Definition of annulet in English:



  • 1Architecture
    A small fillet or band encircling a column.

    ‘The capital, which should be as high as the radius of the bottom of the column, is composed of an abacus, an echinus (a convex moulding with gently swelling curve), and annulets (or rings) next to the column.’
    • ‘The numerous shafts in S. Sophia exhibit the remarkable and beautiful structural expedient of surrounding the shafts, both under the capital and above the base, by bronze annulets.’
    • ‘The Greek Doric column has no base. Its massive shaft, generally treated with 20 flutes, terminates in a simple capital composed of a group of annulets.’
    • ‘The coloration of the building was far from total. Plain surfaces, as walls, were unpainted. So too were the columns, including, probably, their capitals, except between the annulets.’
    • ‘In architecture, one of the Greek orders, characterized by columns with no base, with a capital consisting of annulets (necing grooves), an echinus and an abacus.’
    • ‘The columns have annulets above and below a series of small blocks which contain an "X" with dots placed in each of the four angels of the "X."’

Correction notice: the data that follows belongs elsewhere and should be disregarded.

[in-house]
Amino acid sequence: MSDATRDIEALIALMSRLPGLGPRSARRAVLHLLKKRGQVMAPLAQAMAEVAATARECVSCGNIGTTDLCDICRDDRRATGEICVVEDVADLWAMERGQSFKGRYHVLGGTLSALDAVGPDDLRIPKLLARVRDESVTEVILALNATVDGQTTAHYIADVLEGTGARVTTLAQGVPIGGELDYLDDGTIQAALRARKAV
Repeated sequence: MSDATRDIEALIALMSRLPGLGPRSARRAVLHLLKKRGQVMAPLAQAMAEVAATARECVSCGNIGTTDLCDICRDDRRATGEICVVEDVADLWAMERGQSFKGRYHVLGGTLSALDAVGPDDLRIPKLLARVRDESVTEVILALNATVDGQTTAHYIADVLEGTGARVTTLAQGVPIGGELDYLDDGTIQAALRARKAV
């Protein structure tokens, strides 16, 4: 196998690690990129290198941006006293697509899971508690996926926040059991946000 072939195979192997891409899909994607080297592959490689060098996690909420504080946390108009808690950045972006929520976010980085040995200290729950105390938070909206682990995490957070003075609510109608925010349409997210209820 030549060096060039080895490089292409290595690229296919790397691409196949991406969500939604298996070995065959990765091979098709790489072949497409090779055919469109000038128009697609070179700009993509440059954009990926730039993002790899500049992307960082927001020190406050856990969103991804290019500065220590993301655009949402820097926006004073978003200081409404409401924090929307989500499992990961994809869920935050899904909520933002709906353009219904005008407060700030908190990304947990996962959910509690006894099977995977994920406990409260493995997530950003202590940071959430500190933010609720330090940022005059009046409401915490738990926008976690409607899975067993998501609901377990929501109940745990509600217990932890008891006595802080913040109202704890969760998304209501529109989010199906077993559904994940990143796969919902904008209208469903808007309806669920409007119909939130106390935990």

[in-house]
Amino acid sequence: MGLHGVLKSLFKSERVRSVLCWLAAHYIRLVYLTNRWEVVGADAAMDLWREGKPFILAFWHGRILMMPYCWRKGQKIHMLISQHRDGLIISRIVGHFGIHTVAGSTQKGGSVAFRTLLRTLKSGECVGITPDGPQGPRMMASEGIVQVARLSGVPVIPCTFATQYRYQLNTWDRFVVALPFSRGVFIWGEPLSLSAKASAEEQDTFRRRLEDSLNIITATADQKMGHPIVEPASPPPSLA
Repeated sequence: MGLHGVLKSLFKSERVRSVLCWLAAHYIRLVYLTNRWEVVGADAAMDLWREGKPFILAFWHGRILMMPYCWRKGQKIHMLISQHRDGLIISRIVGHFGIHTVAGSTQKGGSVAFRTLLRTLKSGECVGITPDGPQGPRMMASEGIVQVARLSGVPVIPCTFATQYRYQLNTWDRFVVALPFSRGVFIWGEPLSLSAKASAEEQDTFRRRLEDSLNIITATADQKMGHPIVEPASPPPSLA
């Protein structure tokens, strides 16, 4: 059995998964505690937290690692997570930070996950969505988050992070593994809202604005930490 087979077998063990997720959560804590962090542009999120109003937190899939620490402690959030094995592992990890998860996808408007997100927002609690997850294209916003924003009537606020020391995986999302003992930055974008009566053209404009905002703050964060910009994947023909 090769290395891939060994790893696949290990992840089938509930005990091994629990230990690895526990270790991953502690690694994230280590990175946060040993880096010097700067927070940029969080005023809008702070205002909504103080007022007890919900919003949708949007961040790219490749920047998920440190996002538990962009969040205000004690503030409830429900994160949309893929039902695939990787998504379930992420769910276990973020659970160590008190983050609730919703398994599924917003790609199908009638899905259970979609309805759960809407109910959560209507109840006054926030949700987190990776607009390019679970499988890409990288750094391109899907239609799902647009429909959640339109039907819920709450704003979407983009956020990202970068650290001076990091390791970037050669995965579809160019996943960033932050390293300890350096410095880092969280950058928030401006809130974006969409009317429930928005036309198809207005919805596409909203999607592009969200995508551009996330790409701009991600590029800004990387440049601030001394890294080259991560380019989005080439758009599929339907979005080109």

• 2Heraldry
    A charge in the form of a small ring.

    ‘They speculated that since the arms include an annulet, denoting a fifth son, they were probably for the Earl's uncle, William Montagu of Oakley, ‘a shadowy person’ who was the fifth son of Lord Chief Justice Sir Edward Montagu.’
    • ‘The star and annulets are surrounded by a wreath of laurel which follows the contour of the medal.’
    • ‘The Cape Colony (and the Cape Province afterwards) had the annulets in the same field as a rampant lion.’
    • ‘The four annulets represent the primary support functions provided by the wing - personnel, facilities, supplies, and air and ground transportation.’
    • ‘On English arms an annulet was sometimes a sign of the fifth son.’
    • ‘The number of annulets in the above coats is evidently not significant and I have varied the barry field to make the design more attractive.’



/ˈanyələt/ /ˈænjələt/


Late Middle English (in the general sense ‘small ring’): from Old French anelet, from Latin anulus, annulus ‘ring’+ -et. The spelling change in the 16th century was due to association with the Latin.